The election of President Barack Obama in the United States stimulated debate on ‘postracialism’, yet, as many argue, and critical race theory attests (Delgado 1995; Moreton-Robinson 2004), racism is far from being defeated. The premise that racial difference has less purchase in an increasingly multicultured paradigm risks a disengagement with the racist mechanisms fundamental to white hegemonies. These mechanisms remain un-interrogated in public and political discourse, while systemic and institutionalised racism continues. In the ‘Australian’1 situation, unresolved questions of sovereignty and redress for Aboriginal populations maintains a continuing settler colonialism. Measures such as the National Curriculum and Aboriginal histories that appear to be multiculturally inclusive are overtly contradictory when considering the racial oppressions that Aboriginal peoples remain subject to. A dominant Anglo-culture in ‘Australia’ has historically controlled mainstream institutions and culture. This paper draws attention to how the privileging and dominance of settler culture remains embedded in institutions and social practices. The paper first explores the hegemony of whiteness in ‘Australia’ and continued colonialism regarding Aboriginal peoples, before moving on to interrogate two strategic areas, education and recorded history, where racial oppressions are not only continued, but where the maintenance of white domination can become further obfuscated through notions of ‘tolerance’ and ‘inclusiveness’.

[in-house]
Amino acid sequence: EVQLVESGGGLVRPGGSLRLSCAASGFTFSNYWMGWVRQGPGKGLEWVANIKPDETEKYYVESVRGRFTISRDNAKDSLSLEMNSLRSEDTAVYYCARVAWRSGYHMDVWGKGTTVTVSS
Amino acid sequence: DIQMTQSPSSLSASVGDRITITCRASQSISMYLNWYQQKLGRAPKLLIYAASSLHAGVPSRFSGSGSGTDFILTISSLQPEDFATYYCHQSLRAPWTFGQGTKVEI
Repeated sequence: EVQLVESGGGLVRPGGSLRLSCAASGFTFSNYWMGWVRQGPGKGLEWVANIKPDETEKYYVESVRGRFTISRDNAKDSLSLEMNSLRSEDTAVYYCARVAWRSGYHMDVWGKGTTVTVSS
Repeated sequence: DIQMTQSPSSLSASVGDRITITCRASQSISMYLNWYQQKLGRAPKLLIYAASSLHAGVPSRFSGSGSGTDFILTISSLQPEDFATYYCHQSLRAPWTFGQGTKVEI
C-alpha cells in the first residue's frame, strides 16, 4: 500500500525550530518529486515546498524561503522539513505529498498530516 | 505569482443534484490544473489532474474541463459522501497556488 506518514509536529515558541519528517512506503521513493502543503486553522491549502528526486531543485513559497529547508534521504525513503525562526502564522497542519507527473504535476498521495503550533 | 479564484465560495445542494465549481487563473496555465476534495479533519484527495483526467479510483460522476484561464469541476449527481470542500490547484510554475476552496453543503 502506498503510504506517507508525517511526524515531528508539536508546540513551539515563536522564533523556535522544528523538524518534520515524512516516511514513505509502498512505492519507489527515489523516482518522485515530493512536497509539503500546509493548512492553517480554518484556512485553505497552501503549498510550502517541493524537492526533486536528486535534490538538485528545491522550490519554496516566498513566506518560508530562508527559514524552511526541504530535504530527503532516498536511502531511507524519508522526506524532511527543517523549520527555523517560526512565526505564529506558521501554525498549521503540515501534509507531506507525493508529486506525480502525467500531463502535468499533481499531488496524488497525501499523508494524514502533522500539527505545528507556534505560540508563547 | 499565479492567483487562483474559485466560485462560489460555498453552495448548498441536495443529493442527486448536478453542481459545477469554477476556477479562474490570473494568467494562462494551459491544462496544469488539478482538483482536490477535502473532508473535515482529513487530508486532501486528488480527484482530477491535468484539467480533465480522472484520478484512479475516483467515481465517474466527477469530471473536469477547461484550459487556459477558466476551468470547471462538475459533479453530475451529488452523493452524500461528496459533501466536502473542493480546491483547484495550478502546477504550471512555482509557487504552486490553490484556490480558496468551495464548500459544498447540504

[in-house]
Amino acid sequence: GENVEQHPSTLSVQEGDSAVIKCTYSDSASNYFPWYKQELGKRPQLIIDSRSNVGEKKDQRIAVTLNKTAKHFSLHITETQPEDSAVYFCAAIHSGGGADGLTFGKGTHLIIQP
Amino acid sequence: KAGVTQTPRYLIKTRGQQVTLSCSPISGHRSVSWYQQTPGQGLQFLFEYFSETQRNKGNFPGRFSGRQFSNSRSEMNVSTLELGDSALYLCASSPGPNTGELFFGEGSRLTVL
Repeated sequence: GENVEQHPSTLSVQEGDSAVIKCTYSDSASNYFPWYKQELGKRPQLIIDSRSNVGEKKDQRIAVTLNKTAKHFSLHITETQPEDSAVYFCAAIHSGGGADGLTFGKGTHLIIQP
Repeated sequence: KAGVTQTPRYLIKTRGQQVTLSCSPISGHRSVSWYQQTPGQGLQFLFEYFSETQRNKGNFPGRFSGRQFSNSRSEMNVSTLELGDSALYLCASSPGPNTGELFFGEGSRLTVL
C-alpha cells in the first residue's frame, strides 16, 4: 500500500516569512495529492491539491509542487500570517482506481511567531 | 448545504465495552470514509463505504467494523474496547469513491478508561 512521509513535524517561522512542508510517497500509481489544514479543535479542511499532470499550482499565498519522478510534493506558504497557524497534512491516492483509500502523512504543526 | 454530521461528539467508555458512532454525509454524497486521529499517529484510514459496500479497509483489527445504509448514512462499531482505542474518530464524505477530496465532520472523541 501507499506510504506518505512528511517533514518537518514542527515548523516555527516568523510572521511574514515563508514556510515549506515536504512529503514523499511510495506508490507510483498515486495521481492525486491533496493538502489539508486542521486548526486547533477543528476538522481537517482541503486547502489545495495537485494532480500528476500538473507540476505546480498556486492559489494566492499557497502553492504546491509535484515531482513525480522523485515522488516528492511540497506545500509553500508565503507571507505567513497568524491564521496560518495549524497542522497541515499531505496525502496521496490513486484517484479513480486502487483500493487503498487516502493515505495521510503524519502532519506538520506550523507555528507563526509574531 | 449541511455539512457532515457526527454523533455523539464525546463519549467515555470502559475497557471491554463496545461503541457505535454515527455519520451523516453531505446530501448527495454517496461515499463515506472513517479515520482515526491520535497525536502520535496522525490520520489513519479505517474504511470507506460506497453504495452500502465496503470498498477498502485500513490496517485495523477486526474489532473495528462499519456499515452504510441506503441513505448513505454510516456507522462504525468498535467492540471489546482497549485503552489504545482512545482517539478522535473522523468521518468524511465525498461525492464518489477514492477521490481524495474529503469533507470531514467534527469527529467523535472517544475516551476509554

|Number of pages||21|
|Journal||Critical race and whiteness studies|
|Publication status||Published - 2011|